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June 14, 1930


Author Affiliations

From the Division of Gynecology, Obstetrics and Medicine, Michael Reese Hospital.

JAMA. 1930;94(24):1901-1904. doi:10.1001/jama.1930.02710500019007

Paroxysmal tachycardia is defined by Lewis as "a condition in which from time to time the normal mechanism of the heart beat is interrupted by a series of rapid and regular beats varying in rate between 100 and 200 beats per minute, the attacks starting and ending quite abruptly."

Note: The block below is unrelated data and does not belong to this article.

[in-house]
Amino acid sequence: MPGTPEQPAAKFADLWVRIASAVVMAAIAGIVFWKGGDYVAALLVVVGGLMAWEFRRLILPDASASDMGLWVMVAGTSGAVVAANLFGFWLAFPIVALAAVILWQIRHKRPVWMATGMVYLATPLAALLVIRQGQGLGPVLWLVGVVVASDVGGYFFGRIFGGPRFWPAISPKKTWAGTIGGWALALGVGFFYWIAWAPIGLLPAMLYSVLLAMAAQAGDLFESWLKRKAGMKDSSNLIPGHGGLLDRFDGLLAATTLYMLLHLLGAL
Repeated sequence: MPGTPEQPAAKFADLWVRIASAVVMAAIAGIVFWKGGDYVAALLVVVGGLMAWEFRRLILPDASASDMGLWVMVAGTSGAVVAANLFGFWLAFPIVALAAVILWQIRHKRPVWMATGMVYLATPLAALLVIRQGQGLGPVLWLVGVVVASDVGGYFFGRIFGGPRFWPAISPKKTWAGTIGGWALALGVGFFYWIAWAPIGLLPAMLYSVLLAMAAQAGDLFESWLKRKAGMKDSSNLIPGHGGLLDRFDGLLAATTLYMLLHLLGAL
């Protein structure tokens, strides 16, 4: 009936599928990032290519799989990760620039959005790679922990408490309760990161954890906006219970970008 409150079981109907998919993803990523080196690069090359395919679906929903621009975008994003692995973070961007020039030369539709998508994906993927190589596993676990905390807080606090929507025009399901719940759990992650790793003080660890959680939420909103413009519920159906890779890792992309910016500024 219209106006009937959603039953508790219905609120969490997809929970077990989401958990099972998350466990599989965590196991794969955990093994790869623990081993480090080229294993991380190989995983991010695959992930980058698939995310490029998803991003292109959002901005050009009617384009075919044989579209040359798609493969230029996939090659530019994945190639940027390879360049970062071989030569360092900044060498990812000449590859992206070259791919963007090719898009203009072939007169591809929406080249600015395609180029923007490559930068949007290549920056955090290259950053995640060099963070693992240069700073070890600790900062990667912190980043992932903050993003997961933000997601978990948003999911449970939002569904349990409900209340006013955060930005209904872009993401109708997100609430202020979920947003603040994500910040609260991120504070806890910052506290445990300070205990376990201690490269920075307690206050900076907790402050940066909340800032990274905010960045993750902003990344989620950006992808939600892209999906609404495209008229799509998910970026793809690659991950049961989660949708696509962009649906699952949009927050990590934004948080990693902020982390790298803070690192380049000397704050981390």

The normal impulse to the heart beat originates in the sinus node, or pacemaker, situated at the junction of the superior vena cava and the right auricle. In paroxysmal tachycardia, a new center of impulse formation arises outside the sinus node, in either the auricle or the ventricle, and the rate is much greater than normal. In the ordinary case of paroxysmal tachycardia, the onset is sudden. The patient is perfectly comfortable and may be aware of the increase in the rate of the heart beat or of a fluttering sensation about the heart. The average pulse rate is about 160

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